LeadingAge Provides Hospice Program Integrity Recommendations to Congress and CMS
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LeadingAge, in partnership with other national hospice association partners, provided the Centers for Medicare and Medicaid Services (CMS) and key Congressional stakeholders with 34 recommendations grouped into 11 core issue areas to improve hospice program integrity.
Data on the recent entry of large numbers of newly created hospice organizations in several states and the subsequent ProPublica/New Yorker article heightened long-standing LeadingAge concerns (as shared with CMS in November 2022) about the adequacy of Medicare oversight of hospice organizations. We hear from members regularly about the lack of targeting of oversight so we wanted to create recommendations that would balance these concerns with the distressing trends in hospice care. The recommendations focused on issues particularly related to certification, accreditation, and enforcement processes.
LeadingAge joined the National Association for Home Care & Hospice (NAHC), the National Hospice and Palliative Care Organization (NHPCO), and the National Partnership for Healthcare and Hospice Innovation (NPHI), in providing the Centers for Medicare and Medicaid Services (CMS) and key Congressional stakeholders with 34 recommendations grouped into 11 core issue areas.
Those issue areas are:
- Limiting Enrollment of New Providers
- Enforcement Against Non-Operational Hospices
- Medicare Certification
- Recommendations for New Providers
- Aggressive or Inappropriate Marketing or Solicitation
- Hospice Quality
- Medicare Regulations and Surveys
- Other Survey Considerations
- Personnel Requirements
- Accrediting Organizations and Deemed Status
- Role of Medicare Administrative Contractors (MACs)
Some highlights from the recommendations are:
- Limit enrollment of new providers with a targeted moratorium on new hospices: Use existing CMS moratorium authority to limit enrollment of new hospice providers in counties with troubling rates of explosive licensure and Medicare certification growth.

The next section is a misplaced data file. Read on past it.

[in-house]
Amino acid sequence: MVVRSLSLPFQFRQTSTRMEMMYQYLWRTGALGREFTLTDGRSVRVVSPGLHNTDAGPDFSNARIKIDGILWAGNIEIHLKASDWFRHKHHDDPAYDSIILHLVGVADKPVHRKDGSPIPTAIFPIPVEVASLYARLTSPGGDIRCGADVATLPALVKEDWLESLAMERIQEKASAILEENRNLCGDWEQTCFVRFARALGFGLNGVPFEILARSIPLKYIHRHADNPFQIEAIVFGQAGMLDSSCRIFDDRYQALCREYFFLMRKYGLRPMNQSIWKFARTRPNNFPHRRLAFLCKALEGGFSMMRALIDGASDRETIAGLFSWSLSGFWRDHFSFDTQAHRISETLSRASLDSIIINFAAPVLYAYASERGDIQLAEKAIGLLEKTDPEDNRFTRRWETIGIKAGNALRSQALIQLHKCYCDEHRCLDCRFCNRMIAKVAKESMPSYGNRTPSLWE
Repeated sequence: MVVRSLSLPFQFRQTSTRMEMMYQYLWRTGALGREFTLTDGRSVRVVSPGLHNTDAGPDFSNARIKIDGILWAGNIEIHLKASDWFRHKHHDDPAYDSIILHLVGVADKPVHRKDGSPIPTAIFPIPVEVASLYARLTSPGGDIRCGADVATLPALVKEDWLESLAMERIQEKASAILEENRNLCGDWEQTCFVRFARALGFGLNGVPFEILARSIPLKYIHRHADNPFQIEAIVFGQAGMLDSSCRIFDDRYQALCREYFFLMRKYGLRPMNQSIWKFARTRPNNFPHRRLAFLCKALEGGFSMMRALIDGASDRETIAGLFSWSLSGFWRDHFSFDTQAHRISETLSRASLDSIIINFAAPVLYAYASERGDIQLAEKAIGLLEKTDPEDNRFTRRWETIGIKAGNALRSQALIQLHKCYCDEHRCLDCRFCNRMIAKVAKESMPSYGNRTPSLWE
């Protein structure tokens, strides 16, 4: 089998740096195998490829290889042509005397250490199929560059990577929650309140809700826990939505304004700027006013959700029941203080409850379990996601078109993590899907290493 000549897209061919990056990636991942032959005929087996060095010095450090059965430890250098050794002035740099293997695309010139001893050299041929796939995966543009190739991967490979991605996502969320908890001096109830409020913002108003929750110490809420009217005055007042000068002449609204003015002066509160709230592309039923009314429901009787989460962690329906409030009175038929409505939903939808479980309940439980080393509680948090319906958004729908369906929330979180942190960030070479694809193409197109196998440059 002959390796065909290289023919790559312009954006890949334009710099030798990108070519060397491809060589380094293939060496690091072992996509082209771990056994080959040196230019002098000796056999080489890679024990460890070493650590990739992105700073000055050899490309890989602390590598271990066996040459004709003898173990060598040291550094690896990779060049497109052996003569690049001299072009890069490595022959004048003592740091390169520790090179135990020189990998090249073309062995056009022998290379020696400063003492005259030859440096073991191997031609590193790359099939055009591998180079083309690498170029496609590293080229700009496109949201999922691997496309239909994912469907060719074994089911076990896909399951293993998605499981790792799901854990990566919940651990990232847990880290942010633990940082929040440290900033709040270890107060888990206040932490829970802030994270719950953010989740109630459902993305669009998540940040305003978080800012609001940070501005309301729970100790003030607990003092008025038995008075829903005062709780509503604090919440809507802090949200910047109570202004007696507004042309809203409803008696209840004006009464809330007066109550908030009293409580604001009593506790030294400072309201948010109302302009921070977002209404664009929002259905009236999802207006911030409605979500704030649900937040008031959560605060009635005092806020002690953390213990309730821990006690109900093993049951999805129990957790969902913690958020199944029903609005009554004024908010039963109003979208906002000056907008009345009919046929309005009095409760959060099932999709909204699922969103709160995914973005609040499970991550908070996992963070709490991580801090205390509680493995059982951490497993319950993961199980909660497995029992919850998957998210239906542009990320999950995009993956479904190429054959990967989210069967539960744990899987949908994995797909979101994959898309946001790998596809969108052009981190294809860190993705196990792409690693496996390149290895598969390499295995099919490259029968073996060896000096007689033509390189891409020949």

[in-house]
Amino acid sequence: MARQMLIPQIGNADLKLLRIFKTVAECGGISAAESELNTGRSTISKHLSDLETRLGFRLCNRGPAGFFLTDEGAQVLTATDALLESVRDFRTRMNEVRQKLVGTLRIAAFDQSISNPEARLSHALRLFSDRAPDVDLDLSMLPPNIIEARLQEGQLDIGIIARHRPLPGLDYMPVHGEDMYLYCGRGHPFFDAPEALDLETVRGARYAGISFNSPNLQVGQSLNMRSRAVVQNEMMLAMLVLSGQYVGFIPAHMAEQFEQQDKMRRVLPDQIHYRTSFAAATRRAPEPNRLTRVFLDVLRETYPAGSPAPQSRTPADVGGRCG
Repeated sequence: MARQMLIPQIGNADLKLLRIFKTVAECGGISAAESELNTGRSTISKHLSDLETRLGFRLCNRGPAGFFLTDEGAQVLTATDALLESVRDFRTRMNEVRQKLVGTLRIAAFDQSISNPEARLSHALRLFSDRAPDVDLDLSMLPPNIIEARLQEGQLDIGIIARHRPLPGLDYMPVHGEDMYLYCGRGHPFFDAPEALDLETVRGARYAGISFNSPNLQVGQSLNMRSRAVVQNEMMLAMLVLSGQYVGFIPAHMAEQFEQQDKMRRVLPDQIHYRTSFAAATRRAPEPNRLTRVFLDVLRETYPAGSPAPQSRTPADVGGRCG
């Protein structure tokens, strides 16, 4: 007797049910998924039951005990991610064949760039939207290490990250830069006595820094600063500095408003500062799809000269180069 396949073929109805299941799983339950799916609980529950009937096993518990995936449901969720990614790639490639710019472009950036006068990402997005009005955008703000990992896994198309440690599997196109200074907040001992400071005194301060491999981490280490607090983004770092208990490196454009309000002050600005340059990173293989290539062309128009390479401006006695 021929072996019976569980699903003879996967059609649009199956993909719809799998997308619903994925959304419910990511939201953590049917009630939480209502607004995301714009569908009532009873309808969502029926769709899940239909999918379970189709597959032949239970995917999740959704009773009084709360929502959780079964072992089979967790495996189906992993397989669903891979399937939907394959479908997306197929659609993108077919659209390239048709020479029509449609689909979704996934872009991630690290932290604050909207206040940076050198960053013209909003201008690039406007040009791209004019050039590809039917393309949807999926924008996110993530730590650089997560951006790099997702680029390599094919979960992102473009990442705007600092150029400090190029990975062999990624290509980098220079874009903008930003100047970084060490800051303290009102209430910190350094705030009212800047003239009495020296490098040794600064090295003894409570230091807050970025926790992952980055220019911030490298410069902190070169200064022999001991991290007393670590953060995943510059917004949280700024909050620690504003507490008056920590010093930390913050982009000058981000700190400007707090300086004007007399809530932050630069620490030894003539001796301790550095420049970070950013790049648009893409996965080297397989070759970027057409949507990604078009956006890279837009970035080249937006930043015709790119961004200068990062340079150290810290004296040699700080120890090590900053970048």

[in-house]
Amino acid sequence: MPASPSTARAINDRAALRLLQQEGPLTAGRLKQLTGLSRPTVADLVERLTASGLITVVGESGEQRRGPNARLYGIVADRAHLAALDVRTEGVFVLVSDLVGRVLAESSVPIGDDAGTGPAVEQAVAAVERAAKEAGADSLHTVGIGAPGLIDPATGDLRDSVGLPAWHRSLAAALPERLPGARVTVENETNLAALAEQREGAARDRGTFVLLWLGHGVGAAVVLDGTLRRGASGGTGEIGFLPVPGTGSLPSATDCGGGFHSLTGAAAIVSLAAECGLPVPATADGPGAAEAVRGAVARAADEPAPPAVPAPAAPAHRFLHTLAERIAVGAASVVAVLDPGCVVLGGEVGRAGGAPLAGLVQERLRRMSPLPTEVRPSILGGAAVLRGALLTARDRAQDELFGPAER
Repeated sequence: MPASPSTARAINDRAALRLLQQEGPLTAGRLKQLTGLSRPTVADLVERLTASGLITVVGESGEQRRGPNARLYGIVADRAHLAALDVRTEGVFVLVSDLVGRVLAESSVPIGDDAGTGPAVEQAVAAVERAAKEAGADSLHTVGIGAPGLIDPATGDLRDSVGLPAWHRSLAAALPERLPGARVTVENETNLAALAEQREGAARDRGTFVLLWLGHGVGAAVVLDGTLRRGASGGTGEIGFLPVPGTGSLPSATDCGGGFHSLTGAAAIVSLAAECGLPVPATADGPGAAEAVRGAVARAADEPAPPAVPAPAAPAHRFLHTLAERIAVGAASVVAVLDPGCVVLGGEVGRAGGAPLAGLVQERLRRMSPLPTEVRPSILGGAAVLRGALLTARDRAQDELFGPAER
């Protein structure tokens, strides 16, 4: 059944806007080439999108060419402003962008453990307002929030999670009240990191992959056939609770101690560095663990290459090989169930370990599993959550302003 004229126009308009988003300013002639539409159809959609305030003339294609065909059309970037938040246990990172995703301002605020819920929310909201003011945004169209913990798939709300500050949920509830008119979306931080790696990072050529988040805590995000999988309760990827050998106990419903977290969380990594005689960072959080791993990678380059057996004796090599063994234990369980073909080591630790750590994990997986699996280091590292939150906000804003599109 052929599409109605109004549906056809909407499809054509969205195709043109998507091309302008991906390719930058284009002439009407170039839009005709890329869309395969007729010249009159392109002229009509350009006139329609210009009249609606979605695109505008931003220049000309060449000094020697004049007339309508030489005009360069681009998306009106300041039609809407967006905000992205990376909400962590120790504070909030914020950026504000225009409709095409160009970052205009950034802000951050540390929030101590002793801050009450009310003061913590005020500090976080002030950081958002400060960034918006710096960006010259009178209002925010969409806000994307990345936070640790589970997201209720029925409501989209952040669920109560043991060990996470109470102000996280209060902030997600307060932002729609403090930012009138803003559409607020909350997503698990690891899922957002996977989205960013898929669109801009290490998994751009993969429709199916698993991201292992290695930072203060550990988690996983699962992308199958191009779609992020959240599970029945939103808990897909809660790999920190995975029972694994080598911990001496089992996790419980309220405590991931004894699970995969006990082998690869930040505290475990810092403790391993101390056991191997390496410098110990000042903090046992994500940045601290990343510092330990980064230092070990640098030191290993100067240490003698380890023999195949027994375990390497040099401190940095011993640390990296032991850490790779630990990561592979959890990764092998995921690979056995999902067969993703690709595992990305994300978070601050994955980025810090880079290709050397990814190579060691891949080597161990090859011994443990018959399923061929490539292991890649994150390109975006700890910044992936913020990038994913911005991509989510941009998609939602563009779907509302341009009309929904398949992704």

- Enforce against non-operational hospices by revoking Medicare enrollment and increasing site visits: Investigate Medicare provider numbers that show aberrant gaps in Medicare billing. Revoking enrollment of non-operational hospices prevents them from being sold to inexperienced providers for a profit.
- Develop hospice “red flag” criteria: Identify Medicare certification application “triggers” related to specific areas of concern that would prompt CMS to investigate an applicant before certification could be approved. Red flags should include:
- Co-location of multiple hospices at single address;
- A single hospice administrator overseeing multiple hospices;
- A patient care manager or other hospice leadership staff serving multiple hospices; and
- A hospice company that appears to be hidden behind a shell company.
- Require surveyors to confirm ability of hospices to provide all four levels of care: Surveyors must ensure hospices have the ability to provide all four levels of care, including General Inpatient Care (GIP) and respite contracts, as well as provision for continuous home care (CHC) and afterhours care.
- Add hospice administrator and patient care manager qualifications to Medicare hospice Conditions of Participation (CoPs): Add education and/or qualifications to the hospice CoPs for these key personnel, including minimum years of experience or a combination of education and experience.
LeadingAge will continue to advocate for reform on behalf of our nonprofit and similarly mission driven members to both stop the growth of fraudulent hospices and to promote high-quality hospice care that beneficiaries and their families need and deserve at the end of life. Please contact Katy Barnett at firstname.lastname@example.org or Mollie Gurian at email@example.com with any additional questions.